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New government SME funding scheme still not enough

23rd May 2019 By Katy Ford in Current Affairs

Why we must all continue campaigning for fairer access to finance for the region’s smes…

Following the British Business Bank’s announcement at the end of April of an additional £300m SME loan funding, the Banking Competition Remedies Fund, set up as part of the RBS bailout package in 2008,has agreed £425m in grants to challenger banks and FinTec companies to enable them to establish banking services for SMEs that address the service issues experienced by customers of the big five banks. With grants of £15m made to both Investec and the Co-operative Bank, and £50m to Nationwide Building Society, it looks like some of the UK’s legions of small businesses are going to have a wider choice of banks  with whom to work. Having a wider of choice of banks with whom to work though, will do little to help the hundreds of micro, small and social enterprises in the East of England that turn to our responsible finance industry for support each year. Here’s why…

New SME lenders are driven by profit

Let’s just take a step back and consider all of the innovations that have taken place in financial services since 2008. This has included the emergence of alternative lenders, who, along with the big five banks, are driven by profit and service the needs of anonymous shareholders, rather than the needs of their customers, (with perhaps the exception of this recent addition of Nationwide, a mutual society.  

New government funded referral platforms cost these new SME lenders to join and these costs are passed on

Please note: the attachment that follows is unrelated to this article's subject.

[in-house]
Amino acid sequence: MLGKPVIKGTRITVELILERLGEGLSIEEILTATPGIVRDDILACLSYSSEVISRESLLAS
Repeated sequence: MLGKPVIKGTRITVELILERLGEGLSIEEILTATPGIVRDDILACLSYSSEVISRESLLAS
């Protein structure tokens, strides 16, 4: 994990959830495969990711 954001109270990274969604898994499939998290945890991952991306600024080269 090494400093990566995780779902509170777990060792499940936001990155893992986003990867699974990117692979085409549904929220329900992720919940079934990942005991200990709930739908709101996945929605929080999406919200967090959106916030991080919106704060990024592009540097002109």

Add to this an array of government funded referral platforms, where lenders bid for business and pay for the privilege, and you begin to get a picture of how the journey for SMEs that don’t fit the box has become even more complicated than it was before all this innovation started.

New government funding for SME lenders focusses on enabling infrastructures, not increasing capital available to loan

And let’s not forget that this latest initiative from The Banking Competition Remedies Fund focuses on enabling banks to create an infrastructure for SME services, rather than on increasing the capital available to lend. Even if it leads to increased capital in due course, it will do nothing to help those who will not meet the lending criteria because, for example, they have erratic trading histories or no assets.

Why SMEs still need the Responsible Finance sector to support them with business advice and finance

This is where Responsible Finance Providers (or Community Development Finance Institutions as they are often known) come in.  We are social enterprises. We are not driven by profit. Rather, we are driven by a need to improve the social and financial inclusion of people who are excluded because of race, ethnicity, gender, location, credit history, trading history or lack of assets.

Responsible Finance providers are driven by a need to improve social and financial inclusion, not profit for anonymous shareholders

Our sector has a proven track records of success. Last year alone, we lent £85m to 5,310 businesses creating 4,490 new businesses and 20,370 jobs, a 27% increase on 2017. Yet, we are ourselves excluded from accessing funds from sources such as The Banking and Remedies Fund, or many of the other government initiatives, because we are not big enough or innovative enough, or maybe just because the current government doesn’t really care about the market place we serve.

Foundation East has been helping SMEs in the Eastern region who do not tick the boxes of mainstream lenders for 15 years